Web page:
In my last update, I showed how I'd finally gotten the far corner upright into position, along with the end cabinet and laid down some pretty heavy-duty vapor barrier. I finished up by showing the big stack of shelving I'd cut. If you keep in mind the fact that these reports aren't going up real time, it will be easier to take in the fact that staining and varnishing all those shelves took a very, very long time to complete. We're talking a month to six weeks. The problem comes back to weather--often it was too humid or too cold to apply the various stains and polyurethanes, particularly at night, when I was most likely to have time to work on them. On the staining, I didn't cut corners and go with only one coat of Minwax's "Special Walnut," although I was sorely tempted to on occasion. No, I stained everything, let dry for a day then flipped the shelves over and stained the underside. Once that was dry, I broke out the "Dark Walnut" and repeated the process. In case you're wondering, "Dark Walnut" still is akin to painting with molasses. It's just so thick and gummy in comparison to other stains. Ugh. It slowed the process down a lot. Once the staining was done, then came the polyurethane. Here's I cheated. The cheap radiata pine plywood I'm using is only sanded smooth on one side, with the other being fairly rough. The smooth side will be the top of the shelf, and the rough side the bottom. For the bottom, I'm only applying one coat of polyurethane, and not sanding. I feel a little guilty about this, because it's not completely professional, but I don't know of anyone who is going to feel the undersides of my shelves and criticize me for it. It may be more prone to dust collecting, but that's something I'll have to live with. As for the top sides, I applied two coats of polyurethane, sanding in between. In an ideal world, I'd have applied a third coat, since polyurethane doesn't build up as thickly or smoothly as sanding sealer, but I'd like to finish this before I retire, so two coats it is. One final note--because the plywood was inexpensive, it did not come without blemishes. The thin surface veneer on the smooth side was cracked and warping in a handful of places. This resulted in 4-5 shelves (including one of the diamond-shaped corner pieces) with notable surface defects. They're not smooth. Flipping the board upside down was out of the question unless I wanted to spend hours sanding down that rough surface and re-varnishing (which I didn't), so I made an executive decision to use the ugly boards for the top shelves, which are about 8 feet up and unlikely to suffer close examination. So, yeah, I'm hiding my mistakes.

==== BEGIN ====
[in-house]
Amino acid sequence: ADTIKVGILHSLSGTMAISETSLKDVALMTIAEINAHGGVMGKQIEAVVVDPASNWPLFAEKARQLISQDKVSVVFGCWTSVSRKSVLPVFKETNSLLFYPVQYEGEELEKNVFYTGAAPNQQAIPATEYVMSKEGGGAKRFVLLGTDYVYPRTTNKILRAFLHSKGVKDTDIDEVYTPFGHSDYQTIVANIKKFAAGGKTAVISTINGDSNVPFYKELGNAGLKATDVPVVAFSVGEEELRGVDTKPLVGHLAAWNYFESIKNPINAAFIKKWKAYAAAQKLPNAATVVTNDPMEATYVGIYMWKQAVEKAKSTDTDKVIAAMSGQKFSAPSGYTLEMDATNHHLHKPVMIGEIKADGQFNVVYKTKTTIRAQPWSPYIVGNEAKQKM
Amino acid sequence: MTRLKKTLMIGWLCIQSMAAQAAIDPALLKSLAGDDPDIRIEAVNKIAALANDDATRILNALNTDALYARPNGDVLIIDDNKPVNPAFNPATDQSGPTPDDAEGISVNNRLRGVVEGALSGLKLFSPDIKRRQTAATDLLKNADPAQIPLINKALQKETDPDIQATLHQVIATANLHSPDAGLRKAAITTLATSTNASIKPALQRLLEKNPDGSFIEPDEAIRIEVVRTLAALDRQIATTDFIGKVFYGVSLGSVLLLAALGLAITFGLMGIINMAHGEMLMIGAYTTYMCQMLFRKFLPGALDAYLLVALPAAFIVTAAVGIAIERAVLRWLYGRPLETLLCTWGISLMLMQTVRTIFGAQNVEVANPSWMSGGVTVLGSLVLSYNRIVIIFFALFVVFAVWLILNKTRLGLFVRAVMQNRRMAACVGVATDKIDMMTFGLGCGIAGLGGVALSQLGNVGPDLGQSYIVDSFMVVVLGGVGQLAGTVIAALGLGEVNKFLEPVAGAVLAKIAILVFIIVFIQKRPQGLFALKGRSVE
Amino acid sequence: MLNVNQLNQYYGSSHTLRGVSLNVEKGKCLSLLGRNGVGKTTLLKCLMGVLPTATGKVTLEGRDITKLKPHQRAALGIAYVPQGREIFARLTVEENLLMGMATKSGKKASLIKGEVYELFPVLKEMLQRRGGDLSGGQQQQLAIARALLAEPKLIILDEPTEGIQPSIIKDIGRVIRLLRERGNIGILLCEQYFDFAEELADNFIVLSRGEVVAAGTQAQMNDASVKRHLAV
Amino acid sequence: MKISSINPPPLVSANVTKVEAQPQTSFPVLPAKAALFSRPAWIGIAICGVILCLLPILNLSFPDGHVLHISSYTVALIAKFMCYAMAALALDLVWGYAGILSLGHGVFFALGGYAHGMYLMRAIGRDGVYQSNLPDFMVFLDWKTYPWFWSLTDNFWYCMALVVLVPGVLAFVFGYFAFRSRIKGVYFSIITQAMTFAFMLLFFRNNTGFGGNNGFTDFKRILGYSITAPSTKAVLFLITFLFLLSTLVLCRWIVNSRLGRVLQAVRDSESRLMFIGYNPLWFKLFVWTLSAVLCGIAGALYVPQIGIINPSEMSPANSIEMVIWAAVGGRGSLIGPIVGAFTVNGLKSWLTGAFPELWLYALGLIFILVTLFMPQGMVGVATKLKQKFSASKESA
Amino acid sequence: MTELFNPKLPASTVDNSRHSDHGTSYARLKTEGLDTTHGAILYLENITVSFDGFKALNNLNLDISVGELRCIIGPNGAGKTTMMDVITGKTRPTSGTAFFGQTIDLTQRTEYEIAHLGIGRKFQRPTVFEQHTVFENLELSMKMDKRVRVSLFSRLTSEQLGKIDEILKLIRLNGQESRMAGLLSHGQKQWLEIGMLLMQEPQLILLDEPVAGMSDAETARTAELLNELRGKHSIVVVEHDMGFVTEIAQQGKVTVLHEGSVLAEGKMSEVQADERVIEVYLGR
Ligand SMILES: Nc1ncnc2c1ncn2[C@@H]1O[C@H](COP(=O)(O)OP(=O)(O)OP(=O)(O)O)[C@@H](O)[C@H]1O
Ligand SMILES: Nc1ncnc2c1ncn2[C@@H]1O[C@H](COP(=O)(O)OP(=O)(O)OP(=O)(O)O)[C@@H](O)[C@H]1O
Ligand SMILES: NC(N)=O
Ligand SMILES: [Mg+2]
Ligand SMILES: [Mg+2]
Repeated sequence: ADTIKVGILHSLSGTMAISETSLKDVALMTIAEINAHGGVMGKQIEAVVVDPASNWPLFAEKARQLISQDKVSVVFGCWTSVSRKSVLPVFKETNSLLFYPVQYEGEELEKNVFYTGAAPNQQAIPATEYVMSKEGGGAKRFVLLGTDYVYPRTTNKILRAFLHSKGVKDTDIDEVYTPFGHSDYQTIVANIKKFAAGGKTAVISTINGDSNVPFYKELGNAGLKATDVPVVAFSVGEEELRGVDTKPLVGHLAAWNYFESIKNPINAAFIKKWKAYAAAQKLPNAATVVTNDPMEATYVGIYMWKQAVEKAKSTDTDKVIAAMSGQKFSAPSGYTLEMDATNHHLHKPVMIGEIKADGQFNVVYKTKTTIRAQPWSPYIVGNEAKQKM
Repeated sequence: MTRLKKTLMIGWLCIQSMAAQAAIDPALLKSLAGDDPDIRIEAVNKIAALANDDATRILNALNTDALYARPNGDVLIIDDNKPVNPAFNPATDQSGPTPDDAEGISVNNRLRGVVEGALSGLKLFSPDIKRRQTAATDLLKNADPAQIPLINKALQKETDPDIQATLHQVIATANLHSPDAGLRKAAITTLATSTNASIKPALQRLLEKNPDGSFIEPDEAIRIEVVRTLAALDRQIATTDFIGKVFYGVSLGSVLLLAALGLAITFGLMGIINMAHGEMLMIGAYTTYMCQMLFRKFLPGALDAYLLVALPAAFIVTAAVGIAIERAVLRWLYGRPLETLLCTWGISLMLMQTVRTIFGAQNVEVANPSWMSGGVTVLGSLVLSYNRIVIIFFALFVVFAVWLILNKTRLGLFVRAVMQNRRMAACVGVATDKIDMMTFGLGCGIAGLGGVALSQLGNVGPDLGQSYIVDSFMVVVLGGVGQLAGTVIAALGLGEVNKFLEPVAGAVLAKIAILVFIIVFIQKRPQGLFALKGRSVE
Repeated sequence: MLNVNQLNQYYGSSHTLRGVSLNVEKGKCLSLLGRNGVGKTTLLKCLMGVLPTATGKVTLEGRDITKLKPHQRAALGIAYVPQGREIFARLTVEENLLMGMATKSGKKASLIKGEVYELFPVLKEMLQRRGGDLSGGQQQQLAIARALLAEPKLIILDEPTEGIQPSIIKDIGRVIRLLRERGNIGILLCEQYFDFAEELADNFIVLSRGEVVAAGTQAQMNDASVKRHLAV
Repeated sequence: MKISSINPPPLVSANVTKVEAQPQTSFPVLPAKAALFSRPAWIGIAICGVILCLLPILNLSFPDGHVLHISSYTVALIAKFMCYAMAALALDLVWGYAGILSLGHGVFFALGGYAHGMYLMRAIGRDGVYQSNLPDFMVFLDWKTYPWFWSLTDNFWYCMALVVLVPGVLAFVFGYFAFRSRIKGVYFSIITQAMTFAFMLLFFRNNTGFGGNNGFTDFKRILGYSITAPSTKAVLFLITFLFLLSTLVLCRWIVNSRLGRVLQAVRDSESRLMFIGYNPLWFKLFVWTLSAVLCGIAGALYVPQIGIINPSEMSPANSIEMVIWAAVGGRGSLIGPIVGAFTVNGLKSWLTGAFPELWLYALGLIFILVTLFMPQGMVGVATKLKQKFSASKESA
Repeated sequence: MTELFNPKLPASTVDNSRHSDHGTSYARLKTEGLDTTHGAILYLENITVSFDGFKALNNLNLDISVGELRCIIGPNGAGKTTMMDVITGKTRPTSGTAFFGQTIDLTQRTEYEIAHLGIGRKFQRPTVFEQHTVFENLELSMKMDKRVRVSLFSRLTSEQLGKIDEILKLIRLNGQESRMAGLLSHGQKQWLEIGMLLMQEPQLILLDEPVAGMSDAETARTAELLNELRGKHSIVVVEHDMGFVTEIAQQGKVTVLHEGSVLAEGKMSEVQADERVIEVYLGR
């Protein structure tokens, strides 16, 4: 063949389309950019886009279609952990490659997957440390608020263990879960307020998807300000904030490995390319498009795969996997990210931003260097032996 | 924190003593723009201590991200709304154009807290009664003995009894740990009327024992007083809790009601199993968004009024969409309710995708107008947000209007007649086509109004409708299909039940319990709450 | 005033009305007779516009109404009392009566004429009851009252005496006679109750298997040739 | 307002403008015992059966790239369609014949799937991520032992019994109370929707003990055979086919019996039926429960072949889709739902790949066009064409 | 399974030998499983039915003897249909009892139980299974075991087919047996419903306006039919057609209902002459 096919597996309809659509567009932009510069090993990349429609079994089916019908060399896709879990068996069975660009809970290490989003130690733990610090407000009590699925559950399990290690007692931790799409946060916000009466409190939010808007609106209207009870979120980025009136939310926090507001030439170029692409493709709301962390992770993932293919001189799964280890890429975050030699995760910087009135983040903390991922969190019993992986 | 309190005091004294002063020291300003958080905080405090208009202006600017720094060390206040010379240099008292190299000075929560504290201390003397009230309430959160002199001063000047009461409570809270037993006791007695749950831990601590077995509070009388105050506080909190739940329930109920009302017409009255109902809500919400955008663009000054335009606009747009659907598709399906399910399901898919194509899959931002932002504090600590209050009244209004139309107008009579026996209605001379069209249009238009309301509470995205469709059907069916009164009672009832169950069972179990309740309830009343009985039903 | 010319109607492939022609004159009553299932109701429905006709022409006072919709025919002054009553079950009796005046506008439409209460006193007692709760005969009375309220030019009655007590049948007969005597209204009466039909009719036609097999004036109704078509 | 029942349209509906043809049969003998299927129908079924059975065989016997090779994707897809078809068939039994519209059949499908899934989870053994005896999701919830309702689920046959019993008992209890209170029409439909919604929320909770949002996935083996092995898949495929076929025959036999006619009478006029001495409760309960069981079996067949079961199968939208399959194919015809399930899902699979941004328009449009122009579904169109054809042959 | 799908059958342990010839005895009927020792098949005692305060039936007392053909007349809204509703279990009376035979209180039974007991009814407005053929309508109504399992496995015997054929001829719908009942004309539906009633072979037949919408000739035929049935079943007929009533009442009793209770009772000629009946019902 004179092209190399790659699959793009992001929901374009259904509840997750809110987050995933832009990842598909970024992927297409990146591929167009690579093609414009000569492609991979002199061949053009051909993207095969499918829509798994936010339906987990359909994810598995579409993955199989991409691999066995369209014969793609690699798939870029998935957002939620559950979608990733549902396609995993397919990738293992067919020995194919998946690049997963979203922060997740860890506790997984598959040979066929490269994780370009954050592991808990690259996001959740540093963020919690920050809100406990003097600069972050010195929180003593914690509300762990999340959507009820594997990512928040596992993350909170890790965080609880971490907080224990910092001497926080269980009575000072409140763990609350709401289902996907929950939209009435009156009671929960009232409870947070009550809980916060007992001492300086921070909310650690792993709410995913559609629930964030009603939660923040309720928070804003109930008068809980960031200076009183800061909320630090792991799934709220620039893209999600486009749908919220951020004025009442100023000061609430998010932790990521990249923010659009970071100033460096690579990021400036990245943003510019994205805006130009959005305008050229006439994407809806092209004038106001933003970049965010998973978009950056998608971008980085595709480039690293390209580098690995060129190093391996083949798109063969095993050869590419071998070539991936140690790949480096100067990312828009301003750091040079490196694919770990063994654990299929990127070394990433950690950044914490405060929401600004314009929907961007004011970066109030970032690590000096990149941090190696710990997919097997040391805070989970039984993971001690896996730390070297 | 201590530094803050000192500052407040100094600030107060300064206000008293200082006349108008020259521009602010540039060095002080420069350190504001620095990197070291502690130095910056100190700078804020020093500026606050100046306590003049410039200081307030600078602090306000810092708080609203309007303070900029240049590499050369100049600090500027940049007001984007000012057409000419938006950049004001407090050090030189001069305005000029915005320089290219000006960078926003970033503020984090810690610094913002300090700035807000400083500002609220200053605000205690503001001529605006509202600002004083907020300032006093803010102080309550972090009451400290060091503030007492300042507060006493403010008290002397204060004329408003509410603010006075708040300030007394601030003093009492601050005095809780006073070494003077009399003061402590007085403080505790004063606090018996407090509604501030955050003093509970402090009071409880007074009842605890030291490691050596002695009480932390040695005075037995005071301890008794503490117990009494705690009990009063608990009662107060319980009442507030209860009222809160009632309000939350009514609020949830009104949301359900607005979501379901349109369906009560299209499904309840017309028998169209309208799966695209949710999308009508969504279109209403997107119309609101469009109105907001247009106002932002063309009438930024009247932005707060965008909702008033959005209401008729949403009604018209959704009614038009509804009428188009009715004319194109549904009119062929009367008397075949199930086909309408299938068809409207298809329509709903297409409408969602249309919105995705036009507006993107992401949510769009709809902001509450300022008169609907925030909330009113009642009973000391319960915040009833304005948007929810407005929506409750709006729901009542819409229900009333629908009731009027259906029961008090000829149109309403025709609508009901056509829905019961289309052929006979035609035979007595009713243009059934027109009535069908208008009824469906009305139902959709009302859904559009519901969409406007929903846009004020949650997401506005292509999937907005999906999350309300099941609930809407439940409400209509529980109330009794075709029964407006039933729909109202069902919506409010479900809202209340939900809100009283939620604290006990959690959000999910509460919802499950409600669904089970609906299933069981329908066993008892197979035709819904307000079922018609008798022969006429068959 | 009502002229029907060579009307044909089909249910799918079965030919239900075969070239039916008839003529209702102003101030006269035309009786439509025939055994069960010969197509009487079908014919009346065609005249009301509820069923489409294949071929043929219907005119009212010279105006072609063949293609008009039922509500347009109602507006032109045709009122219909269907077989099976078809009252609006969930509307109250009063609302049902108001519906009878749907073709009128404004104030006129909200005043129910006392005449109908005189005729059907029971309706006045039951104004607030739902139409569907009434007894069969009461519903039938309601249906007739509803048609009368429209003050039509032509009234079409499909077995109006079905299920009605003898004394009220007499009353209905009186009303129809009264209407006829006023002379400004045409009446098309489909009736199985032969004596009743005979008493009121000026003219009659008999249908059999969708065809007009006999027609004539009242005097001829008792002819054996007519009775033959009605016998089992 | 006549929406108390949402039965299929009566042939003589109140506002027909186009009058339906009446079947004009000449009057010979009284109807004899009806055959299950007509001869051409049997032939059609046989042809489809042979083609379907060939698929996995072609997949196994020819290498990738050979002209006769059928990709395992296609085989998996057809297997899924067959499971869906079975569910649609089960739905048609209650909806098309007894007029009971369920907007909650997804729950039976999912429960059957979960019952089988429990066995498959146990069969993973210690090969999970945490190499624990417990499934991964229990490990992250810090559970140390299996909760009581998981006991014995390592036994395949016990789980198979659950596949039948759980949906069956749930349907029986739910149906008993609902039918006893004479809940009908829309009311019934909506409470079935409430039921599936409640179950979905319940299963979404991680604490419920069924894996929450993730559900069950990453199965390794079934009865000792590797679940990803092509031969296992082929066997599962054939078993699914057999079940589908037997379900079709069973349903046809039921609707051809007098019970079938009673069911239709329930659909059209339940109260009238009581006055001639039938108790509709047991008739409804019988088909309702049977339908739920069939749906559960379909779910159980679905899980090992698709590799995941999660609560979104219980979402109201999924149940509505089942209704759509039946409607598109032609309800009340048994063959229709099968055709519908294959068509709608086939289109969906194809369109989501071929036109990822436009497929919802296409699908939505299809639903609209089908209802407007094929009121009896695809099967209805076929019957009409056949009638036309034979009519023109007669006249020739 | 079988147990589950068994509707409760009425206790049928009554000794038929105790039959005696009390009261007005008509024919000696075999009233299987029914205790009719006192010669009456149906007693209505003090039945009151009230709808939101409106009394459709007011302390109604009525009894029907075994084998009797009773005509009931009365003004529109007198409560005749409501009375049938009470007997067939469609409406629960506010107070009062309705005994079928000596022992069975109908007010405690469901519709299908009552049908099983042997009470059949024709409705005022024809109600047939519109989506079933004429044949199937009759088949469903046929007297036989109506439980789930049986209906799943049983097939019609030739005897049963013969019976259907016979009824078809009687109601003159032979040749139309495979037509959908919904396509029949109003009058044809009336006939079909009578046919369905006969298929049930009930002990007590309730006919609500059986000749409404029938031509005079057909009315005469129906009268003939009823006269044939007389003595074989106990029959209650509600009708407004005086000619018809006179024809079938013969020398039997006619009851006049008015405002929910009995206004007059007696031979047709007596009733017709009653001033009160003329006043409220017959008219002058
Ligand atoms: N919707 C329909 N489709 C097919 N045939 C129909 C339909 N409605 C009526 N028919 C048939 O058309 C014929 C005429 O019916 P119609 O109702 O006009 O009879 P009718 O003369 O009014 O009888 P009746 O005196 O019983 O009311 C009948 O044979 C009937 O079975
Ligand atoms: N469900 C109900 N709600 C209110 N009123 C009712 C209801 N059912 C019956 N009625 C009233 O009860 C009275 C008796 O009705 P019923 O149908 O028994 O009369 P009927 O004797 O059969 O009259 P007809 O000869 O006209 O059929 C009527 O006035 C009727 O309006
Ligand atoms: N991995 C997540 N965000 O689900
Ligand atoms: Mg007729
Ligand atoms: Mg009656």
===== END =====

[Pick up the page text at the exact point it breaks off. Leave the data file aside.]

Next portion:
Chicken Ranch Central